Kia gave its largest SUV, or crossover utility vehicle in Kia parlance, a major update for the 2016 model year, incorporating new styling, similar to what I saw on the Kia Sedona minivan , new drivetrain options and interesting connected cabin tech. This new Sorento comes in five trim levels: L, LX, EX, SX and Limited. The three engines available are the 2.4-liter inline four-cylinder, turbocharged 2-liter four-cylinder and a 3.3-liter V-6. You can also get front-wheel drive or all-wheel drive.

2016 Kia Sorento
Kia offers its latest Sorento SUV with three engine options, each with front-wheel or all-wheel drive. Wayne Cunningham/CNET

In the US, the Sorento L will only set you back $24,900. Step up to the Limited model with standard navigation and its turbocharged 2-liter engine, and you're looking at $39,900. The model I looked at included the Technology package and all-wheel drive, pumping up the price to $45,095 total. UK buyers are looking at £28,795 for the base model, and that comes with a 2.2-liter diesel engine. Australian pricing isn't yet available for this new generation of Sorento, but it should be in the ballpark of the previous model, at AU$39,990 base.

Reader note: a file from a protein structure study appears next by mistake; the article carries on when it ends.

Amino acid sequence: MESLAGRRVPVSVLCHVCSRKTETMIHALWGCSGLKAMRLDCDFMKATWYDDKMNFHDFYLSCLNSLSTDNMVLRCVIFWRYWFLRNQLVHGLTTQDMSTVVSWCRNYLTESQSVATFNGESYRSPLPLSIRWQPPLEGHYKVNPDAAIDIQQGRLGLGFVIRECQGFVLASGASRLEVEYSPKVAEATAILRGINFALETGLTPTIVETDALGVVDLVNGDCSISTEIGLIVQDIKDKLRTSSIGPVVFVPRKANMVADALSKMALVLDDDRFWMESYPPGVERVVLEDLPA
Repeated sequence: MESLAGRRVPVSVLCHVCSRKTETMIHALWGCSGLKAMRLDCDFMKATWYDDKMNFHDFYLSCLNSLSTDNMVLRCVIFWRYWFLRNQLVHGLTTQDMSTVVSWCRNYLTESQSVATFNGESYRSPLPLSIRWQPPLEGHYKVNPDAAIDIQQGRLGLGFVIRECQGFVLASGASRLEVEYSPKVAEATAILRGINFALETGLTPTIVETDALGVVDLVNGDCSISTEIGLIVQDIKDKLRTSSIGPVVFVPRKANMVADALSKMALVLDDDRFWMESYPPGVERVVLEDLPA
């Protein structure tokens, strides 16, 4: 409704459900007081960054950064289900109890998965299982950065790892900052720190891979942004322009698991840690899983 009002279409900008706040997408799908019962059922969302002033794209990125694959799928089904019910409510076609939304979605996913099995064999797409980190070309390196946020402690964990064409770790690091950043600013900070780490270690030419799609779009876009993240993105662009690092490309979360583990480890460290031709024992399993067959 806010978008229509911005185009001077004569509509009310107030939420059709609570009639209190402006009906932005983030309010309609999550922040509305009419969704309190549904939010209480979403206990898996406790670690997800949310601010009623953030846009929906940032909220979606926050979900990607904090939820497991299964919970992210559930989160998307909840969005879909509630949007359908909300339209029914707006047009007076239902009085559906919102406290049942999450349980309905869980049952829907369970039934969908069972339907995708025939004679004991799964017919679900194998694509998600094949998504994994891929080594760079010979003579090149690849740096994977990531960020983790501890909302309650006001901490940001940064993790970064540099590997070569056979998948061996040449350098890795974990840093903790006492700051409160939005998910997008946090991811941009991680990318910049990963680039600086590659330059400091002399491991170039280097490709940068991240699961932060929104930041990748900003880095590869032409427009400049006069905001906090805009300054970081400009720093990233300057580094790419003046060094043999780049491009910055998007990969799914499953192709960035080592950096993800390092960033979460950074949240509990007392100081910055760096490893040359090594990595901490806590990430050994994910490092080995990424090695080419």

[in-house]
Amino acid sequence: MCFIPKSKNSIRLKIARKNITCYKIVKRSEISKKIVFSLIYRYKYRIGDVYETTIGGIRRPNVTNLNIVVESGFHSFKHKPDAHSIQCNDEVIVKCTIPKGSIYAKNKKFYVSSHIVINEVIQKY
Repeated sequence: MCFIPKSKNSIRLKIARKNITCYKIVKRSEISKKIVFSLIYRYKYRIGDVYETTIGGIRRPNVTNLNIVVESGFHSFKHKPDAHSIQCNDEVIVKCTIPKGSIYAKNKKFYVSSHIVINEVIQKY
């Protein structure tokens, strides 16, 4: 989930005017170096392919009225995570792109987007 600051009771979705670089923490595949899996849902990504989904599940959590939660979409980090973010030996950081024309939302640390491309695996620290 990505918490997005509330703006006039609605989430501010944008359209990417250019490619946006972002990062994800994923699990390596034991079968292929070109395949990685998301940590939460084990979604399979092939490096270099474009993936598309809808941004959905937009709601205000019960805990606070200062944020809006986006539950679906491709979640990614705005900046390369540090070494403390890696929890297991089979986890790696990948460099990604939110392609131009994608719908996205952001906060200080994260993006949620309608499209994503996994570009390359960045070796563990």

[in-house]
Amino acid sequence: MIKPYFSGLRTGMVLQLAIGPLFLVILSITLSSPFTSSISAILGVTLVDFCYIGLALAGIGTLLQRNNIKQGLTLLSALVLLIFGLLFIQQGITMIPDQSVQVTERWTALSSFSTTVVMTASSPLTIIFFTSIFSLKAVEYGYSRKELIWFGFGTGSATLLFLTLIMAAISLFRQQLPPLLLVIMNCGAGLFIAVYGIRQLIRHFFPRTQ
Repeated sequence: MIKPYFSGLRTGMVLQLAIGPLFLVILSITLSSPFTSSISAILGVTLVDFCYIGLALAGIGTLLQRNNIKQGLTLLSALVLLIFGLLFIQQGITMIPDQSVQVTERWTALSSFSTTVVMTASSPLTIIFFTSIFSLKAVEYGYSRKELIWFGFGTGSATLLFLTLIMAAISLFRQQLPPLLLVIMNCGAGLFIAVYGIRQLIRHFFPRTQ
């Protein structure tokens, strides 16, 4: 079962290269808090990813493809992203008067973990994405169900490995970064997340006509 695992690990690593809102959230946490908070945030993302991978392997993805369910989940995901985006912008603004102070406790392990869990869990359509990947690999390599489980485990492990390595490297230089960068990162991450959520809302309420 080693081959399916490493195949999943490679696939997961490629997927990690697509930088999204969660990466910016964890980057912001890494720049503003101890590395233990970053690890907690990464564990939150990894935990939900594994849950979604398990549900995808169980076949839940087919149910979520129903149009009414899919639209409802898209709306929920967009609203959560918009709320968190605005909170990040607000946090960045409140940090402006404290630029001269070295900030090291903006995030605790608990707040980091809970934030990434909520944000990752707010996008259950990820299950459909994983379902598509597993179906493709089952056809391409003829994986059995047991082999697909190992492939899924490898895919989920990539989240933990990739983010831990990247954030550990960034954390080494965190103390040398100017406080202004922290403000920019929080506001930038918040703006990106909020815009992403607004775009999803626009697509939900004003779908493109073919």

Power options

The three gasoline engine options can make for a difficult decision with the Sorento, especially as you can get the all-wheel-drive option with each. The 2.4-liter has the lowest output but the best fuel economy, posting an EPA average of 23 mpg in the all-wheel-drive model. The 3.3-liter V-6 makes 290 horsepower, but its average fuel economy comes in at 19 mpg. The turbocharged 2-liter is the sweet spot, making 240 horsepower and 260 pound-feet of torque, and hitting 21 mpg for average fuel economy. Front-wheel-drive versions average 1 or 2 mpg better.